God’s Looking for a Few Good Men
THE BIG IDEA: God’s looking for a few good men… and women and children… to accomplish His will on the Earth. If each member of the church will do their part, it will help the other parts grow, so that the whole church is healthy and growing and full of love.
“In every century, on every continent, warriors such as these are the ones who press toward the kingdom of God. They lay aside the distractions of life to do exploits in the spiritual realm. Whether or not they become famous on earth is beside the point. They are heroes and heroines nonetheless.” (Jim Cymbala, Fresh Wind, Fresh Fire).[i]
The Incredible Growth of the Early Church:
Jesus said, “I will build my church!” (Matthew 16:18b).
The book of Acts is the chronicle of the amazing, rapid growth of the early church. This wasn’t just a little body of believers that met on a street corner and had a holy huddle on Sunday morning. This church may have started small – with 120 people in the Upper Room – but it got bigger and bigger. This was an influential church.
Some people would argue, “We don’t need church growth. We have a nice sized church here, and we should be happy with what we have.” But if we want to model our churches after the Book of Acts, then we need to be a church that is growing. Anything that is alive and healthy is growing.
We want to grow and see more people come into the church because we really do have the most important, life-changing message the world has ever known – God loves us, Jesus died on the Cross so our sins can be forgiven, and our lives be changed. We would be selfish if we didn’t want people to hear that message. We want to see the church grow so people can be saved, delivered and healed. People whose lives are broken can find healing and restoration. People who are in hopeless situations can find hope, peace and joy that can only be found in Jesus Christ.
Luke found it important to emphasize the fact that the Christian church was continually growing:
- 2:41 – Then those who gladly received his word were baptized; and that day about three thousand souls were added to them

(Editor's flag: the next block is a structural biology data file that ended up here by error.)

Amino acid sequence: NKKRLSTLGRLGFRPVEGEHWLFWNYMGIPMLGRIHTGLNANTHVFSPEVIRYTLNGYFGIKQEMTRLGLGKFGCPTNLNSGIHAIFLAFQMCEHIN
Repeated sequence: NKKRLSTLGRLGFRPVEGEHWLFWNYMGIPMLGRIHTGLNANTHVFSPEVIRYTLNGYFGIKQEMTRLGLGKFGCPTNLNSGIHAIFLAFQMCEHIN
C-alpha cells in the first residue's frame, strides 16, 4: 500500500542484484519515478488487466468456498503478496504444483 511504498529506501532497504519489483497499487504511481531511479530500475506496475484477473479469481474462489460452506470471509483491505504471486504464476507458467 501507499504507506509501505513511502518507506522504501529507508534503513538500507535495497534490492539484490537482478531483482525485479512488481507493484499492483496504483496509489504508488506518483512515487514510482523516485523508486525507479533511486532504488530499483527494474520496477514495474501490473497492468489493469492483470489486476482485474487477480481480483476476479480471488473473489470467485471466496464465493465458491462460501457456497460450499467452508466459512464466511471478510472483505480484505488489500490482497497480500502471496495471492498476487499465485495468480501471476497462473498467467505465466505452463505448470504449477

- 4:4 – However, many of those who heard the word believed; and the number of the men came to be about five thousand.
- 5:14 – And believers were increasingly added to the Lord, multitudes of both men and women.
- 16:5 – So the churches were strengthened in the faith, and increased in number daily.
Some people would protest, “I’ve seen big churches, and I don’t like them because they’re so unfriendly. We don’t want to be like that.” The problem is not the size of the church. It is the heart and mission of a church that determines whether or not love prevails there. You can have a small church with only a dozen members, and find it unfriendly and cliquish if they don’t emphasize loving people. While it’s true that a church must ensure it maintains a sense of family and belonging, we must not shy away from our God-given mission to grow just because some churches have lost their caring focus.
If you’re still not convinced that it is God’s desire for our churches to grow, consider the words of the Lord Jesus Christ Himself (since it is His church, after all). “The kingdom of heaven is like a mustard seed, which a man took and sowed in his field, which indeed is the least of all the seeds; but when it is grown it is greater than the herbs and becomes a tree, so that the birds of the air come and nest in its branches.” (Matthew 13:31-32). Jesus is building a healthy, growing church that will impact and influence our world.
How Do we Grow?
What was it about the early church that caused such incredible growth? In our last chapter, we saw how signs and wonders are tools God uses to contribute to the growth of the church. When miracles take place, many believers are added to the Lord. Another important key to the Christian church’s growth is described here: